Jump from the Read Pile. Lots of problems can come up when everyone's keeping secrets, and they all start to come out this issue. Blood's spilled, people get yelled at and the characters take in a meeting next to a piece of the Berlin Wall. Along the way we find out how different this world is -- no second term for Nixon, Iran swallowed by earthquake and fire, Viet Nam drastically shortened and all kinds of other craziness. When you take in Juan Jose Ryp's delightfully detailed artwork (great inverted angle on the office scene) and the strong coloring of Digikore Studios, you get a well told chapter that carries a lot of the narrative weight of previous ones while not getting bogged down.


In a more crowded week, one or two of these may have had more of a fight. This week, it was easy for them to win.


Honorable Mentions: Stuff worth noting, even if it's not good enough to buy

"The Good, The Bad and the Ugly" #1 was a very good done-in-one western comic. If you like western comics, this will get 'er done for you in a major way -- great art, solid atmosphere, good dialogue and good action. If you like westerns.

"War of Kings: Warriors" was okay, with the Gladiator story better than the Blastaar one (although the "twist" was well done), but it made both characters more pointless in a way, which may not have been the goal.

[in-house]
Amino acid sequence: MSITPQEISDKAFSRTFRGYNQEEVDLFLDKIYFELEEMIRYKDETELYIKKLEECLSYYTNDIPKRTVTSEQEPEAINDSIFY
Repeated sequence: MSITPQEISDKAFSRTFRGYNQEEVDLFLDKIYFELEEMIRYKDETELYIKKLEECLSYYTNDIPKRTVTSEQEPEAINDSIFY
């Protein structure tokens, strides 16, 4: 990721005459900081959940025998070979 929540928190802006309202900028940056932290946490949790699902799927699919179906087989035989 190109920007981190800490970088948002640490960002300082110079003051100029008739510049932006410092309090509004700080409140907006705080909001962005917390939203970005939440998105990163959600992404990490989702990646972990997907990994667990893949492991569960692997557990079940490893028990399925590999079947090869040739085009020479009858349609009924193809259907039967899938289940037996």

The ending of "G.I. Joe: Origins" #5 may seem a little glib in the face of what people are experiencing, the action scenes work and the banter between Heavy Duty (who's so obviously Roadblock that it's not even funny) and Rock 'n Roll is pretty good, but Chimera and his men remain too enigmatic to work.

"Elephantmen War Toys: Yvette" was short, brutal and to the point, but didn't have enough story meat to really convey anything crucial about the characters here. Atmospherically, it was good, and as always the art did the job, but the story felt thin. More about that in a minute.

The "Meh" Pile Not good enough to praise, not bad enough to insult, not important enough to say much more than the title